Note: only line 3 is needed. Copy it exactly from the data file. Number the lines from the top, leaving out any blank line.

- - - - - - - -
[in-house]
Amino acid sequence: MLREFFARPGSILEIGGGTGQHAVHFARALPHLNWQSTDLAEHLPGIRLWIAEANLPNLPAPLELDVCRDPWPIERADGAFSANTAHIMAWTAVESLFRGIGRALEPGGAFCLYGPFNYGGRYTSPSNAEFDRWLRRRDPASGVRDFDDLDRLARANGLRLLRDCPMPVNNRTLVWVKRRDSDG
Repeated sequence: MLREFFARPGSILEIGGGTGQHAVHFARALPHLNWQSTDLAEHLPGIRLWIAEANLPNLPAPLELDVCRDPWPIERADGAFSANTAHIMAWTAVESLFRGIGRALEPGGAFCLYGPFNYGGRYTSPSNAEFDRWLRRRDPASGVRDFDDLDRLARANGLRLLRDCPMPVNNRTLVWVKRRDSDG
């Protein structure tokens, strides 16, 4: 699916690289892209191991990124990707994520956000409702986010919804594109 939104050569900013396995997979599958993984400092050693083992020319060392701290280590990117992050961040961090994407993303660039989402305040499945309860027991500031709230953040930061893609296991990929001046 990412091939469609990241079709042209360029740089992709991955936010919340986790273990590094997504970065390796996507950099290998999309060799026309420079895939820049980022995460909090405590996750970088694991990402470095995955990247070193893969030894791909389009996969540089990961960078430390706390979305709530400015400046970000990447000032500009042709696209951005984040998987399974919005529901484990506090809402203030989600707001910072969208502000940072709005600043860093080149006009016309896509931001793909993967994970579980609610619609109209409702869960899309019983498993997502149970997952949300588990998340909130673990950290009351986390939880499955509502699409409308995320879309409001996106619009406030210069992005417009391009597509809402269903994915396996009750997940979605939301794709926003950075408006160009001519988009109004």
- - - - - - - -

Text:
Repeated sequence: MLREFFARPGSILEIGGGTGQHAVHFARALPHLNWQSTDLAEHLPGIRLWIAEANLPNLPAPLELDVCRDPWPIERADGAFSANTAHIMAWTAVESLFRGIGRALEPGGAFCLYGPFNYGGRYTSPSNAEFDRWLRRRDPASGVRDFDDLDRLARANGLRLLRDCPMPVNNRTLVWVKRRDSDG